In Per riconoscerti nel buio there are many stories; all interconnected. There is the story of a mine, there are the stories of many forgotten workers, there is the dark matter, bitumen, which on this occasion revives the streets of the center of Abbateggio; and finally, there is the soul of a kind ghost, Vincenzo Di Paolo, who accompanies us in the discovery of an unknown and hostile place, which, although it seems to be a place with few inhabitants, it is linked to a collective history, rooted in the past but it also speaks to us of our present.
Along the central street of the village, the latex castings evoke the bitumen flows of the mines and mark a path that is to be followed.
Going down towards the historic center, at the intersection of Via del Carmine and Via Breda, a round arch overlooks the landscape, directing the gaze towards the area that houses the mines. In the arch, darkness and light meet, the quote that crowns the arch refers to the feeling of solidarity that existed among the workers: it is an invitation, as the writing says, to recognize the other in the dark, just like how out of necessity they found themselves working as miners.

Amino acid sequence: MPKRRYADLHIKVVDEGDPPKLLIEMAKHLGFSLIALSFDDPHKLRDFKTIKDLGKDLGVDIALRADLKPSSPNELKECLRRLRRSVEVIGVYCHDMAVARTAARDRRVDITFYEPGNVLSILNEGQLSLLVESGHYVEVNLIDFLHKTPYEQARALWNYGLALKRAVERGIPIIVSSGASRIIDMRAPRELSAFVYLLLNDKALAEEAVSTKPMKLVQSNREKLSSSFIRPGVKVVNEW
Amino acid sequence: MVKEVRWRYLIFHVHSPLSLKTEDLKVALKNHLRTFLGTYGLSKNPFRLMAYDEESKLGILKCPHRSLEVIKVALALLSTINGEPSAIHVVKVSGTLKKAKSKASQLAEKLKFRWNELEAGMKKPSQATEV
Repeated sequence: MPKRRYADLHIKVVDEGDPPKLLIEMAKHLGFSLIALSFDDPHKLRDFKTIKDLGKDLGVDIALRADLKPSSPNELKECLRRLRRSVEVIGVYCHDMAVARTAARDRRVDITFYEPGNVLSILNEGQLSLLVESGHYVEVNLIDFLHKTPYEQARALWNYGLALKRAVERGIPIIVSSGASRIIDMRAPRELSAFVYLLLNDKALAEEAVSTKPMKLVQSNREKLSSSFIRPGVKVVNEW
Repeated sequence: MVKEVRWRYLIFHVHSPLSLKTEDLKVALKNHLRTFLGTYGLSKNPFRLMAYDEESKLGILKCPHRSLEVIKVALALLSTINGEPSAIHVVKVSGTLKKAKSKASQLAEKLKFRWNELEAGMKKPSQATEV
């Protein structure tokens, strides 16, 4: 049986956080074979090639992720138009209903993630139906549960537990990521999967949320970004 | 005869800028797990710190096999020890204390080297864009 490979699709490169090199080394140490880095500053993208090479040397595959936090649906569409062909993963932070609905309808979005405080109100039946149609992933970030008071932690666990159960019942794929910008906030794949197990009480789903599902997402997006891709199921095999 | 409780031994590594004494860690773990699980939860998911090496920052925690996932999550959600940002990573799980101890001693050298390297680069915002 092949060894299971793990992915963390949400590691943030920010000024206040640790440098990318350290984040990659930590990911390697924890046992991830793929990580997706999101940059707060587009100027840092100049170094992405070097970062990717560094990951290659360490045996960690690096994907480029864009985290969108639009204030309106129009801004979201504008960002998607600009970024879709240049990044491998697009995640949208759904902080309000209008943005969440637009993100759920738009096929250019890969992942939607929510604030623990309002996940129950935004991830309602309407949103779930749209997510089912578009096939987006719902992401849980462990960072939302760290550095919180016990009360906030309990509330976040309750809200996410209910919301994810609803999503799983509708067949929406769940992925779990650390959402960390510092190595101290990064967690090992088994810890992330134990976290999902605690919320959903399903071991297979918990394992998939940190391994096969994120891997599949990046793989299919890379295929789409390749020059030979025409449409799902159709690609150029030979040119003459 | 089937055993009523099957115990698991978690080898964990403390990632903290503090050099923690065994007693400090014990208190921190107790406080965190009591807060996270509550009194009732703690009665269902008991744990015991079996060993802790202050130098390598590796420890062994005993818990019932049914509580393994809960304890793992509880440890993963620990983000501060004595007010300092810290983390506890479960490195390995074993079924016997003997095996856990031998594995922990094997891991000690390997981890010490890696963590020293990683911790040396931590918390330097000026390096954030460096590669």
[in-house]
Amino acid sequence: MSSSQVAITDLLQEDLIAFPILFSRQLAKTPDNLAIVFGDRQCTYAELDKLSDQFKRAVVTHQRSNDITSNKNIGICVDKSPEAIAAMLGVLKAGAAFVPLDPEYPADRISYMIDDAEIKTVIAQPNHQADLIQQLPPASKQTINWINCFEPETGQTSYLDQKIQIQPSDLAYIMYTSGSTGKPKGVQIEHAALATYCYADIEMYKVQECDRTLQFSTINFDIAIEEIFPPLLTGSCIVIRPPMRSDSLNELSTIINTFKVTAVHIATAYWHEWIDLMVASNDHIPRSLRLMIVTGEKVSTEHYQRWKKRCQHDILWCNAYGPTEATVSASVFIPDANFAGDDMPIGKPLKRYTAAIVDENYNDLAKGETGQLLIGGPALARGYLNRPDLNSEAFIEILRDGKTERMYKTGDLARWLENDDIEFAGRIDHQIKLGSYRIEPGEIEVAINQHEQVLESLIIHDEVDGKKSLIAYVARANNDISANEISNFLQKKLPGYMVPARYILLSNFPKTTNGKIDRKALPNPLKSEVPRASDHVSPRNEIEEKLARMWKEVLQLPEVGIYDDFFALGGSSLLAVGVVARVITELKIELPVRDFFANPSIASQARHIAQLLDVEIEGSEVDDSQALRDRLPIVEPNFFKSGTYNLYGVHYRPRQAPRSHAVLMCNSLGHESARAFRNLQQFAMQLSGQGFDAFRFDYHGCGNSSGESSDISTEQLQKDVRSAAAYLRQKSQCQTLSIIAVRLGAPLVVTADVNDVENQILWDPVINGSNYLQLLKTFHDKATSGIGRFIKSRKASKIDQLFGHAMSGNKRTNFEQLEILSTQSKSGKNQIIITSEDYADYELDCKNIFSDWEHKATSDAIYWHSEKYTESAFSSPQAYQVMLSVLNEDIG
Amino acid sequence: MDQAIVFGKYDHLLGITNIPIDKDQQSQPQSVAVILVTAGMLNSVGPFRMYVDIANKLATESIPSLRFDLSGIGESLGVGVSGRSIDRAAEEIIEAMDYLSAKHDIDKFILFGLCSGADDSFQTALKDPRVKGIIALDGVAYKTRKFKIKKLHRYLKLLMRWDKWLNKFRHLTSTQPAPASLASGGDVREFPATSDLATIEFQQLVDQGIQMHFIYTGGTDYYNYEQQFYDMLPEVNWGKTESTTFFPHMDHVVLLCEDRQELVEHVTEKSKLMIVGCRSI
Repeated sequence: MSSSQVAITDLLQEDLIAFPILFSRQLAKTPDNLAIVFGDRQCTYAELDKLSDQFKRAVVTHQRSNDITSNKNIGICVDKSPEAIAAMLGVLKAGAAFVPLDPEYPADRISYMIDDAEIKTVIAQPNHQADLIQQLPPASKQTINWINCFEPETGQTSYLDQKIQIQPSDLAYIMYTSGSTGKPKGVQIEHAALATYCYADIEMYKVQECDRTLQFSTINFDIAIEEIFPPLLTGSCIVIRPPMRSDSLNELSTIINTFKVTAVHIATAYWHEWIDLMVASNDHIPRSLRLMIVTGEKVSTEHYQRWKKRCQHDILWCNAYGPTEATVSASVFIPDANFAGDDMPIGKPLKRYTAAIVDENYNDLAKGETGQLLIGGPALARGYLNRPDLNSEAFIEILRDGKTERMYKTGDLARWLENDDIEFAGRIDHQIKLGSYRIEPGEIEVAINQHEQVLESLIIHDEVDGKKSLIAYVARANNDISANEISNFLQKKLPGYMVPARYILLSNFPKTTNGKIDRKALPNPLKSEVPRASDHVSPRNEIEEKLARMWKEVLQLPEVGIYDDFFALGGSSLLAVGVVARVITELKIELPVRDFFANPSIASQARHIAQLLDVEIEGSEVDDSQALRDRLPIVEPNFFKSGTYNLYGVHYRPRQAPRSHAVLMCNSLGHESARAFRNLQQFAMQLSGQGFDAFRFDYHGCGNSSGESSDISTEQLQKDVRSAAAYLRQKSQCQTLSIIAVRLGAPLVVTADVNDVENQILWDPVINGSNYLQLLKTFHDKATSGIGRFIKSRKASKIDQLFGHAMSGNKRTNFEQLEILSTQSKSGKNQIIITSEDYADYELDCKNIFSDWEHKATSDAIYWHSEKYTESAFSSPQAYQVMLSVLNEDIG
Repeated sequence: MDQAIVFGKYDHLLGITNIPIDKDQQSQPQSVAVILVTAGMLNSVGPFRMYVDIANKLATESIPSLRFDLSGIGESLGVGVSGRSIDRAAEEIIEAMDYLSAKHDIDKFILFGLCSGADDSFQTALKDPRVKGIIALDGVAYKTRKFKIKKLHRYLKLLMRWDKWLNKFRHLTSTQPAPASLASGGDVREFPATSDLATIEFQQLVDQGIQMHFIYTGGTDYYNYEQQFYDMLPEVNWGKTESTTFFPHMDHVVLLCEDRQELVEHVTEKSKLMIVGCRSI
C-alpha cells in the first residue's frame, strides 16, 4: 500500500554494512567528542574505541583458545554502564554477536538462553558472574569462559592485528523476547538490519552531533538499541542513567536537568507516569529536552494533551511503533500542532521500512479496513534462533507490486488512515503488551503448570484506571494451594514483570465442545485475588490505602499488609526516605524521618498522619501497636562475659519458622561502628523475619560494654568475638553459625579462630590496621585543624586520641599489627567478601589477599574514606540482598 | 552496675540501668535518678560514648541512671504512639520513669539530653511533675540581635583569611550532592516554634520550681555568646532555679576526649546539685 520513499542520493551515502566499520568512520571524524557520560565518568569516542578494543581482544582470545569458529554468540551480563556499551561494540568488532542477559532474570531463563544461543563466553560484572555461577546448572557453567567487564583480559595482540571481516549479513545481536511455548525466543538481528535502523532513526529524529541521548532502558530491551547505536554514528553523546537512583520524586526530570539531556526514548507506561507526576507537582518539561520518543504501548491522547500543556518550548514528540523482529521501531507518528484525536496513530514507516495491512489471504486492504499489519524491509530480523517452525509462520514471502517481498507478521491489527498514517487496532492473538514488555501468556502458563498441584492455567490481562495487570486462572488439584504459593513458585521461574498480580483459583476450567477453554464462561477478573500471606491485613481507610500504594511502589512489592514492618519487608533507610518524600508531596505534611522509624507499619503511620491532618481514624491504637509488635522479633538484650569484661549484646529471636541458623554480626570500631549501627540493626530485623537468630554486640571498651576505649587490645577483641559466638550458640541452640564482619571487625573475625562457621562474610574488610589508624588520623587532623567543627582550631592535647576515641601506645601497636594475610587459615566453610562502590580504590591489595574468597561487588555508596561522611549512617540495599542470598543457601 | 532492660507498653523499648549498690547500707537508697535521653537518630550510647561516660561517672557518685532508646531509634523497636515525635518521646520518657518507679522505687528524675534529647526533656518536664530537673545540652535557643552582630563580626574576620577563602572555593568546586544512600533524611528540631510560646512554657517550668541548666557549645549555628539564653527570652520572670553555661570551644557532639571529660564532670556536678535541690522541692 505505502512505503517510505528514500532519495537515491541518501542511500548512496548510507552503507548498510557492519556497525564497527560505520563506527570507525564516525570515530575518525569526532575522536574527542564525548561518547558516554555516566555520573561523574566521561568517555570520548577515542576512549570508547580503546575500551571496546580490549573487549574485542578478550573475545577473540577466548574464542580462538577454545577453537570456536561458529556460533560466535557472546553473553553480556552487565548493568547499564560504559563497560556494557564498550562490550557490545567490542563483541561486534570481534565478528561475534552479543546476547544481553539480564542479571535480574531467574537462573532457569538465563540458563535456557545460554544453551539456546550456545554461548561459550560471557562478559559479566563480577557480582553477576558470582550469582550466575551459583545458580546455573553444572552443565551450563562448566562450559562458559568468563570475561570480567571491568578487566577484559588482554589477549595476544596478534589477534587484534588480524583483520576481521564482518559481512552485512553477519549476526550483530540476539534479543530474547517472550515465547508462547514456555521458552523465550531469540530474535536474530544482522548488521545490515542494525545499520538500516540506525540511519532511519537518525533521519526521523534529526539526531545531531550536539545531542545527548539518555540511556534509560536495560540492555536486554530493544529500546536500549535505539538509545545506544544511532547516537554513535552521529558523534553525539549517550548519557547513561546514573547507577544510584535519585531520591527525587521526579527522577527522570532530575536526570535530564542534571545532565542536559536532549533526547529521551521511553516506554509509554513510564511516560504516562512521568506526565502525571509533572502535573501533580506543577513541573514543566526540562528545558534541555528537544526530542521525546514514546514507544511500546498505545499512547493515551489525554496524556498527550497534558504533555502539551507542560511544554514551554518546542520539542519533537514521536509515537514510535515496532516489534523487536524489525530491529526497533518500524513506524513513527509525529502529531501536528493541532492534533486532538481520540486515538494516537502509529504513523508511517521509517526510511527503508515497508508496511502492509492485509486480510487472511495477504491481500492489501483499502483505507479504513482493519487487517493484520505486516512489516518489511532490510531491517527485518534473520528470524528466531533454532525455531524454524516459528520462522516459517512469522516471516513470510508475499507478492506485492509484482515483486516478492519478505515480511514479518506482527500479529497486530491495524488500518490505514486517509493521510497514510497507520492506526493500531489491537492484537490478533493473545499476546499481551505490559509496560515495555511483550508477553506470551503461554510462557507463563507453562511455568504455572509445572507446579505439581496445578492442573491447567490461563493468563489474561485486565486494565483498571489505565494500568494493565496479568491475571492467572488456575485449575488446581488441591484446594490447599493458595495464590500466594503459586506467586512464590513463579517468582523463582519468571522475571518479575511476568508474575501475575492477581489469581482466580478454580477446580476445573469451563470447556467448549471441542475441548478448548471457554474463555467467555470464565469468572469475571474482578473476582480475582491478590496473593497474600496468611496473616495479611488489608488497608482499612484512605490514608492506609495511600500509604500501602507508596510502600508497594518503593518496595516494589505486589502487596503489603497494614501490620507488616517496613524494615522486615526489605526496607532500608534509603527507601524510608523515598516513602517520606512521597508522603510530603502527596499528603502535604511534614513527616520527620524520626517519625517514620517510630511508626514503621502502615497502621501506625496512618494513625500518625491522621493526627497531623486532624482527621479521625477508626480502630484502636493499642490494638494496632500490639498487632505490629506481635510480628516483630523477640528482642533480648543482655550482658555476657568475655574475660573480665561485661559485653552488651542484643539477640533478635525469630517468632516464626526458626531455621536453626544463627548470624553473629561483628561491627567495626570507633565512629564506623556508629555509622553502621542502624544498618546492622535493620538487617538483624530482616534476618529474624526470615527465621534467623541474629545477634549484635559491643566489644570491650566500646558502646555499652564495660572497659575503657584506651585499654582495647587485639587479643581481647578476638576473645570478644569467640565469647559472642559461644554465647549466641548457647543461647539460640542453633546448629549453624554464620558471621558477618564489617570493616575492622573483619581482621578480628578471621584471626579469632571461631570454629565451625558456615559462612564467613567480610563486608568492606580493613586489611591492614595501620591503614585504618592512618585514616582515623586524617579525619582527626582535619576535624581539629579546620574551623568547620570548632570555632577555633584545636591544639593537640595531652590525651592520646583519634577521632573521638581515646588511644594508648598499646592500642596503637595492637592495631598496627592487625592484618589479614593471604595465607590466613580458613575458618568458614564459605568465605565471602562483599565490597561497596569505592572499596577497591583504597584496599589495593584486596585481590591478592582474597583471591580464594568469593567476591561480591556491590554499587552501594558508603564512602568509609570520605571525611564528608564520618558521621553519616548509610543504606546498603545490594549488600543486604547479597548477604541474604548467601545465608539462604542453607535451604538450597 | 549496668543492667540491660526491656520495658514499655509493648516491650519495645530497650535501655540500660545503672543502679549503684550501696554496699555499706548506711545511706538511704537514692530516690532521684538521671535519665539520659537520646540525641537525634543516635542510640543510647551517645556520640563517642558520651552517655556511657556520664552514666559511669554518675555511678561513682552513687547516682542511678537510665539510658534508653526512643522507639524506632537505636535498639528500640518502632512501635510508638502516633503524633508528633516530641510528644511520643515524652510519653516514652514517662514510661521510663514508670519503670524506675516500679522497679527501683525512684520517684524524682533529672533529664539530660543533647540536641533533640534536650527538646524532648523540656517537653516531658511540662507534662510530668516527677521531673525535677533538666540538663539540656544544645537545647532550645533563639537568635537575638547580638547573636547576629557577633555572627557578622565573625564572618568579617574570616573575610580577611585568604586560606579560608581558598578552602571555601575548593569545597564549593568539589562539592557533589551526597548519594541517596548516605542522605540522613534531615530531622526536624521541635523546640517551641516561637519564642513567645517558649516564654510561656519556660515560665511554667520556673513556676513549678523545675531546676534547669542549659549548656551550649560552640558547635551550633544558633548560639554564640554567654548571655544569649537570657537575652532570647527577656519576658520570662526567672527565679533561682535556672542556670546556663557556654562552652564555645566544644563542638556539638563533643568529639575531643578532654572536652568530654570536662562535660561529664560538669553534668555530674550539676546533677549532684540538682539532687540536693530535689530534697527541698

The Ciammarichella, i.e. the road that miners traveled at night to go up the mountain and return to Abbateggio, was strewn with lanterns, fireflies that illuminate the forest. At the end of the journey an artificial passage, in the shape of a tunnel, transports you into the penumbra, but, as on a summer night, you find yourself surrounded by a starry sky.
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